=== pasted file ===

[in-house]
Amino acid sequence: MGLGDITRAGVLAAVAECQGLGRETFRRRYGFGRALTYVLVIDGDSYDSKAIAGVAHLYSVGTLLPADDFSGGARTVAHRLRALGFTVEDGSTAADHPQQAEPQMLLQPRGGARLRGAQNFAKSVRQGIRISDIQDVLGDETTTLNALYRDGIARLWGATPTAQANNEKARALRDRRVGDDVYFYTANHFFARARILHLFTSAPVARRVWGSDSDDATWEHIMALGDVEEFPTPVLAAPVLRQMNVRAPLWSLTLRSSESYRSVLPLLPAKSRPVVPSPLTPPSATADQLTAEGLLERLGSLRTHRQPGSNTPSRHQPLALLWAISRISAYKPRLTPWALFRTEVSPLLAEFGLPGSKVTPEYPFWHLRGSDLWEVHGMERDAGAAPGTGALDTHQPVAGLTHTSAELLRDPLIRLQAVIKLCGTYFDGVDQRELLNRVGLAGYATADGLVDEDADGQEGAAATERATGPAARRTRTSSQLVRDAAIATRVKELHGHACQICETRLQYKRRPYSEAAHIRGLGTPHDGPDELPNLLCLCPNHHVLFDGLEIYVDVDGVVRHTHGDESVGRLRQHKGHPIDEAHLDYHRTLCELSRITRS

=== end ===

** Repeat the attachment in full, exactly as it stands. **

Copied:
[in-house]
Amino acid sequence: MGLGDITRAGVLAAVAECQGLGRETFRRRYGFGRALTYVLVIDGDSYDSKAIAGVAHLYSVGTLLPADDFSGGARTVAHRLRALGFTVEDGSTAADHPQQAEPQMLLQPRGGARLRGAQNFAKSVRQGIRISDIQDVLGDETTTLNALYRDGIARLWGATPTAQANNEKARALRDRRVGDDVYFYTANHFFARARILHLFTSAPVARRVWGSDSDDATWEHIMALGDVEEFPTPVLAAPVLRQMNVRAPLWSLTLRSSESYRSVLPLLPAKSRPVVPSPLTPPSATADQLTAEGLLERLGSLRTHRQPGSNTPSRHQPLALLWAISRISAYKPRLTPWALFRTEVSPLLAEFGLPGSKVTPEYPFWHLRGSDLWEVHGMERDAGAAPGTGALDTHQPVAGLTHTSAELLRDPLIRLQAVIKLCGTYFDGVDQRELLNRVGLAGYATADGLVDEDADGQEGAAATERATGPAARRTRTSSQLVRDAAIATRVKELHGHACQICETRLQYKRRPYSEAAHIRGLGTPHDGPDELPNLLCLCPNHHVLFDGLEIYVDVDGVVRHTHGDESVGRLRQHKGHPIDEAHLDYHRTLCELSRITRS